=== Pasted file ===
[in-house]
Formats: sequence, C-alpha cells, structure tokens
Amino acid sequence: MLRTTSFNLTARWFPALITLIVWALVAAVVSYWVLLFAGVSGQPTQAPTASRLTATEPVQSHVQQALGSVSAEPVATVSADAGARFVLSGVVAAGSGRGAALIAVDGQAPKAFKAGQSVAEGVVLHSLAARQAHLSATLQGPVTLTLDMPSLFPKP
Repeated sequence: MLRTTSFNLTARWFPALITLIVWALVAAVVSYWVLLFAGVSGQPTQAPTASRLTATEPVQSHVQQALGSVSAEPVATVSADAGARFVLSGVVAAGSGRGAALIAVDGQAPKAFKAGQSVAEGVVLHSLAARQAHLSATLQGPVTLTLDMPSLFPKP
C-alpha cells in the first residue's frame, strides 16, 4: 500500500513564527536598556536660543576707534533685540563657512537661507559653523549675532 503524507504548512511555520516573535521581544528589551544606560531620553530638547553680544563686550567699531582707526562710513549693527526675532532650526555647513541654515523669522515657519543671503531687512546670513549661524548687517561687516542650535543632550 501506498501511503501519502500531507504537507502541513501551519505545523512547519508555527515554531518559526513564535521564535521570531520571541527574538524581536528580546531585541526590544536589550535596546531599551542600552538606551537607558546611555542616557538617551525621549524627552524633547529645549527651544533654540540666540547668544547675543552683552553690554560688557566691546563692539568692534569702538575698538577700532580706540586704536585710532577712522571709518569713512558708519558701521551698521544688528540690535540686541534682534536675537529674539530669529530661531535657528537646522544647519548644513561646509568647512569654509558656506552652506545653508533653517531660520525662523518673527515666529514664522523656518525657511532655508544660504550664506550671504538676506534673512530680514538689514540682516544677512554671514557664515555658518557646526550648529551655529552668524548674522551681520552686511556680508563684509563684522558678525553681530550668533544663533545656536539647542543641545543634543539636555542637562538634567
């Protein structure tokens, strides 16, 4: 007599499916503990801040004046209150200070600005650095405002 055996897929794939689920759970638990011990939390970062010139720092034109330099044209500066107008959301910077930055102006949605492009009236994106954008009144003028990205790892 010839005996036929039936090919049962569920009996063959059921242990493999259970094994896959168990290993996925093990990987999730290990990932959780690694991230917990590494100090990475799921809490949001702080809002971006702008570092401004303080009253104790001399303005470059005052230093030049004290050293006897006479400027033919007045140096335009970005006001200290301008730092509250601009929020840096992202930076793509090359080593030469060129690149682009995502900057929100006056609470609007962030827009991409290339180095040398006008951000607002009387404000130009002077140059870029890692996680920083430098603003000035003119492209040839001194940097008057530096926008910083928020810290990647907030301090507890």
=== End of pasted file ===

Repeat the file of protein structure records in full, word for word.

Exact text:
[in-house]
Formats: sequence, C-alpha cells, structure tokens
Amino acid sequence: MLRTTSFNLTARWFPALITLIVWALVAAVVSYWVLLFAGVSGQPTQAPTASRLTATEPVQSHVQQALGSVSAEPVATVSADAGARFVLSGVVAAGSGRGAALIAVDGQAPKAFKAGQSVAEGVVLHSLAARQAHLSATLQGPVTLTLDMPSLFPKP
Repeated sequence: MLRTTSFNLTARWFPALITLIVWALVAAVVSYWVLLFAGVSGQPTQAPTASRLTATEPVQSHVQQALGSVSAEPVATVSADAGARFVLSGVVAAGSGRGAALIAVDGQAPKAFKAGQSVAEGVVLHSLAARQAHLSATLQGPVTLTLDMPSLFPKP
C-alpha cells in the first residue's frame, strides 16, 4: 500500500513564527536598556536660543576707534533685540563657512537661507559653523549675532 503524507504548512511555520516573535521581544528589551544606560531620553530638547553680544563686550567699531582707526562710513549693527526675532532650526555647513541654515523669522515657519543671503531687512546670513549661524548687517561687516542650535543632550 501506498501511503501519502500531507504537507502541513501551519505545523512547519508555527515554531518559526513564535521564535521570531520571541527574538524581536528580546531585541526590544536589550535596546531599551542600552538606551537607558546611555542616557538617551525621549524627552524633547529645549527651544533654540540666540547668544547675543552683552553690554560688557566691546563692539568692534569702538575698538577700532580706540586704536585710532577712522571709518569713512558708519558701521551698521544688528540690535540686541534682534536675537529674539530669529530661531535657528537646522544647519548644513561646509568647512569654509558656506552652506545653508533653517531660520525662523518673527515666529514664522523656518525657511532655508544660504550664506550671504538676506534673512530680514538689514540682516544677512554671514557664515555658518557646526550648529551655529552668524548674522551681520552686511556680508563684509563684522558678525553681530550668533544663533545656536539647542543641545543634543539636555542637562538634567
């Protein structure tokens, strides 16, 4: 007599499916503990801040004046209150200070600005650095405002 055996897929794939689920759970638990011990939390970062010139720092034109330099044209500066107008959301910077930055102006949605492009009236994106954008009144003028990205790892 010839005996036929039936090919049962569920009996063959059921242990493999259970094994896959168990290993996925093990990987999730290990990932959780690694991230917990590494100090990475799921809490949001702080809002971006702008570092401004303080009253104790001399303005470059005052230093030049004290050293006897006479400027033919007045140096335009970005006001200290301008730092509250601009929020840096992202930076793509090359080593030469060129690149682009995502900057929100006056609470609007962030827009991409290339180095040398006008951000607002009387404000130009002077140059870029890692996680920083430098603003000035003119492209040839001194940097008057530096926008910083928020810290990647907030301090507890």